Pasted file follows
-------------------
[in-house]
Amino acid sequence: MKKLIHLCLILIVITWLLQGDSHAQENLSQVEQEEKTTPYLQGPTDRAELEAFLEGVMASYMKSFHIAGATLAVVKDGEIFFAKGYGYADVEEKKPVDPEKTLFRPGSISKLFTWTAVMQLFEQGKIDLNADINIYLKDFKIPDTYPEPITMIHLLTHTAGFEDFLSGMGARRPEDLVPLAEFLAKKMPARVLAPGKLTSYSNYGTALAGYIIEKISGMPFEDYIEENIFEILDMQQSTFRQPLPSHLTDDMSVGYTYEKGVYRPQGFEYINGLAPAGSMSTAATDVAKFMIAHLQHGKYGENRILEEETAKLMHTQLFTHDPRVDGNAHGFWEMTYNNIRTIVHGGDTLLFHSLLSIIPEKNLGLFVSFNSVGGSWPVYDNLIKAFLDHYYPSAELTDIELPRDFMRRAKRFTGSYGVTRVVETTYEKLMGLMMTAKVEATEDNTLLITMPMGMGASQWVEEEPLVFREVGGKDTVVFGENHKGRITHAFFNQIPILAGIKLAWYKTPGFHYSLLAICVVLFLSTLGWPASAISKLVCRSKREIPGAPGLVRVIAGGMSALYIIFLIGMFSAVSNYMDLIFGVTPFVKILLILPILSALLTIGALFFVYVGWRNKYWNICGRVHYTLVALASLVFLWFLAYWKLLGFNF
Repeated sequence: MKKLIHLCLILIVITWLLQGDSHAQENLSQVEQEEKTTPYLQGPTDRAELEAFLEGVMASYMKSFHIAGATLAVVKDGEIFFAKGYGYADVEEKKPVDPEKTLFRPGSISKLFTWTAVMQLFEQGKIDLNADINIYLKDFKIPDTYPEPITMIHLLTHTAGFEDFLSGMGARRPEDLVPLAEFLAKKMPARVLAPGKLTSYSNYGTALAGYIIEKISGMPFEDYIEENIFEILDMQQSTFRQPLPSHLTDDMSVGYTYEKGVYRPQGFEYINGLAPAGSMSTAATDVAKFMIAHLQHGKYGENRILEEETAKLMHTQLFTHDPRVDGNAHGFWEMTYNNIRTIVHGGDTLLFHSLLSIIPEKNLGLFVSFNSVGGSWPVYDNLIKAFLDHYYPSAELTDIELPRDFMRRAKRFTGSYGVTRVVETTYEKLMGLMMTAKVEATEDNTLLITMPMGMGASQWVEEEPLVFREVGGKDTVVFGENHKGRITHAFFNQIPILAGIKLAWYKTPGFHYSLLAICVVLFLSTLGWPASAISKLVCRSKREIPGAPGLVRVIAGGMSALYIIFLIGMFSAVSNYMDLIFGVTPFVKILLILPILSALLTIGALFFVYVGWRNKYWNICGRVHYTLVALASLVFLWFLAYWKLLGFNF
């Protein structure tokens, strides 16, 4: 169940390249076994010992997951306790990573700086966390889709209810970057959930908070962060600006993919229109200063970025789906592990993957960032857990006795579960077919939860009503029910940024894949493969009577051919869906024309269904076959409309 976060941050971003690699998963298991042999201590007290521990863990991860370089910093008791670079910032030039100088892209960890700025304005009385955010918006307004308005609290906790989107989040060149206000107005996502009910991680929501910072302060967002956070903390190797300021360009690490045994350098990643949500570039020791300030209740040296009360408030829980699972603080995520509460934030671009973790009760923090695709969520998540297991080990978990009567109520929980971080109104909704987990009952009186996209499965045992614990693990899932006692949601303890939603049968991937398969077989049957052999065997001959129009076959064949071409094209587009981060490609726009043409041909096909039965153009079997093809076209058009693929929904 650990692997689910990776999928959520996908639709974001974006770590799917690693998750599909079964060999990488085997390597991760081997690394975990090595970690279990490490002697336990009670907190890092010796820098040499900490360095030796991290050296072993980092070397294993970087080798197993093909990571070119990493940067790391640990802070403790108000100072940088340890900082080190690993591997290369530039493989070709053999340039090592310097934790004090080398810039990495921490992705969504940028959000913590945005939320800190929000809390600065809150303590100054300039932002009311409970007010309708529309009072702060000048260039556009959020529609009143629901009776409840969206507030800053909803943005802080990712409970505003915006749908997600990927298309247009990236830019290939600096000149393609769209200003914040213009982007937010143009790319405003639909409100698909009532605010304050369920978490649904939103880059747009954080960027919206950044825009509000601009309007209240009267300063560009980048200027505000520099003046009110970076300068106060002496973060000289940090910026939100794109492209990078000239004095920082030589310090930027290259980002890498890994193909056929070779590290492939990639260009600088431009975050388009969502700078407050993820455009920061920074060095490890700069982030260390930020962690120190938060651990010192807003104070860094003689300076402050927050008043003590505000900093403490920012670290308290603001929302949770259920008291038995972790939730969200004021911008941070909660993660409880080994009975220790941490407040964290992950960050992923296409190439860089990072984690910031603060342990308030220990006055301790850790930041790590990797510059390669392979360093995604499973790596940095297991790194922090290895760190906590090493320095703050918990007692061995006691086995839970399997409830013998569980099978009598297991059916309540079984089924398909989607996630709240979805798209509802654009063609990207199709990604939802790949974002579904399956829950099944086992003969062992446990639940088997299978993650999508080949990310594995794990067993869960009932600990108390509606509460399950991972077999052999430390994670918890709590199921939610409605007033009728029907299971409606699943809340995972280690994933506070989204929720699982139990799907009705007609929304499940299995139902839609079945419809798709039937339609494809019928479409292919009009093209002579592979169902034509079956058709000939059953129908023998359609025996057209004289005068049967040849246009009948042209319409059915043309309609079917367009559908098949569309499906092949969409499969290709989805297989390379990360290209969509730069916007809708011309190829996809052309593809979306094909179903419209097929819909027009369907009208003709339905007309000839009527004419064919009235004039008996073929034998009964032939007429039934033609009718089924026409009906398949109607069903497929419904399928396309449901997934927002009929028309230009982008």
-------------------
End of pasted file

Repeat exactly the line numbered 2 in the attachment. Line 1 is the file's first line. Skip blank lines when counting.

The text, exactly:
Amino acid sequence: MKKLIHLCLILIVITWLLQGDSHAQENLSQVEQEEKTTPYLQGPTDRAELEAFLEGVMASYMKSFHIAGATLAVVKDGEIFFAKGYGYADVEEKKPVDPEKTLFRPGSISKLFTWTAVMQLFEQGKIDLNADINIYLKDFKIPDTYPEPITMIHLLTHTAGFEDFLSGMGARRPEDLVPLAEFLAKKMPARVLAPGKLTSYSNYGTALAGYIIEKISGMPFEDYIEENIFEILDMQQSTFRQPLPSHLTDDMSVGYTYEKGVYRPQGFEYINGLAPAGSMSTAATDVAKFMIAHLQHGKYGENRILEEETAKLMHTQLFTHDPRVDGNAHGFWEMTYNNIRTIVHGGDTLLFHSLLSIIPEKNLGLFVSFNSVGGSWPVYDNLIKAFLDHYYPSAELTDIELPRDFMRRAKRFTGSYGVTRVVETTYEKLMGLMMTAKVEATEDNTLLITMPMGMGASQWVEEEPLVFREVGGKDTVVFGENHKGRITHAFFNQIPILAGIKLAWYKTPGFHYSLLAICVVLFLSTLGWPASAISKLVCRSKREIPGAPGLVRVIAGGMSALYIIFLIGMFSAVSNYMDLIFGVTPFVKILLILPILSALLTIGALFFVYVGWRNKYWNICGRVHYTLVALASLVFLWFLAYWKLLGFNF